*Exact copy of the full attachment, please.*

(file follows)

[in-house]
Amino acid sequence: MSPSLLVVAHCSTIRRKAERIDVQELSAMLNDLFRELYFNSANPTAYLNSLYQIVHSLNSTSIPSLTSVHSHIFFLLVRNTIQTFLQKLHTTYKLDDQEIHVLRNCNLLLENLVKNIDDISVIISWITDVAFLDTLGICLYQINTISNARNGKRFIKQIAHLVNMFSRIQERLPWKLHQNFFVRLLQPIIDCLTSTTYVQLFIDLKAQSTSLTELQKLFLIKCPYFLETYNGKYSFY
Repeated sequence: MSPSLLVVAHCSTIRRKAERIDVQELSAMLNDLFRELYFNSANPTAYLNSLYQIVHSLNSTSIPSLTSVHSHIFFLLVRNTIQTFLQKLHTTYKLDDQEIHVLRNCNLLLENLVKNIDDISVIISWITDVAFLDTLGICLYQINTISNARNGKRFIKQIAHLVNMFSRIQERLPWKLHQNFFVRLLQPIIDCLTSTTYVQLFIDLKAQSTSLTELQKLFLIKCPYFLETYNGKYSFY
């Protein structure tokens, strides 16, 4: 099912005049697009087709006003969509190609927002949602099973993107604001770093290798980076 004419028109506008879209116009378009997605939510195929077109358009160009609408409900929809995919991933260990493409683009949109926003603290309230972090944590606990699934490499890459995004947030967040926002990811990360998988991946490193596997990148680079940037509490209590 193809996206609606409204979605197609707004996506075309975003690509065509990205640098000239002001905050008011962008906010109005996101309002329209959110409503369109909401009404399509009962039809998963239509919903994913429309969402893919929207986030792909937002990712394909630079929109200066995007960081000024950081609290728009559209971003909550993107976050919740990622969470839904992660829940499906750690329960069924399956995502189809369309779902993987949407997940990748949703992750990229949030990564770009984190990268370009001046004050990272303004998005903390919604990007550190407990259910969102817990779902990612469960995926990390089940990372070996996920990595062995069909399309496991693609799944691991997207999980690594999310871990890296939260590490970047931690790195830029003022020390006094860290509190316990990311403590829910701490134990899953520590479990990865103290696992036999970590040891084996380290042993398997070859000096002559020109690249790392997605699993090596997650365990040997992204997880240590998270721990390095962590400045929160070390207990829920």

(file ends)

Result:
[in-house]
Amino acid sequence: MSPSLLVVAHCSTIRRKAERIDVQELSAMLNDLFRELYFNSANPTAYLNSLYQIVHSLNSTSIPSLTSVHSHIFFLLVRNTIQTFLQKLHTTYKLDDQEIHVLRNCNLLLENLVKNIDDISVIISWITDVAFLDTLGICLYQINTISNARNGKRFIKQIAHLVNMFSRIQERLPWKLHQNFFVRLLQPIIDCLTSTTYVQLFIDLKAQSTSLTELQKLFLIKCPYFLETYNGKYSFY
Repeated sequence: MSPSLLVVAHCSTIRRKAERIDVQELSAMLNDLFRELYFNSANPTAYLNSLYQIVHSLNSTSIPSLTSVHSHIFFLLVRNTIQTFLQKLHTTYKLDDQEIHVLRNCNLLLENLVKNIDDISVIISWITDVAFLDTLGICLYQINTISNARNGKRFIKQIAHLVNMFSRIQERLPWKLHQNFFVRLLQPIIDCLTSTTYVQLFIDLKAQSTSLTELQKLFLIKCPYFLETYNGKYSFY
């Protein structure tokens, strides 16, 4: 099912005049697009087709006003969509190609927002949602099973993107604001770093290798980076 004419028109506008879209116009378009997605939510195929077109358009160009609408409900929809995919991933260990493409683009949109926003603290309230972090944590606990699934490499890459995004947030967040926002990811990360998988991946490193596997990148680079940037509490209590 193809996206609606409204979605197609707004996506075309975003690509065509990205640098000239002001905050008011962008906010109005996101309002329209959110409503369109909401009404399509009962039809998963239509919903994913429309969402893919929207986030792909937002990712394909630079929109200066995007960081000024950081609290728009559209971003909550993107976050919740990622969470839904992660829940499906750690329960069924399956995502189809369309779902993987949407997940990748949703992750990229949030990564770009984190990268370009001046004050990272303004998005903390919604990007550190407990259910969102817990779902990612469960995926990390089940990372070996996920990595062995069909399309496991693609799944691991997207999980690594999310871990890296939260590490970047931690790195830029003022020390006094860290509190316990990311403590829910701490134990899953520590479990990865103290696992036999970590040891084996380290042993398997070859000096002559020109690249790392997605699993090596997650365990040997992204997880240590998270721990390095962590400045929160070390207990829920």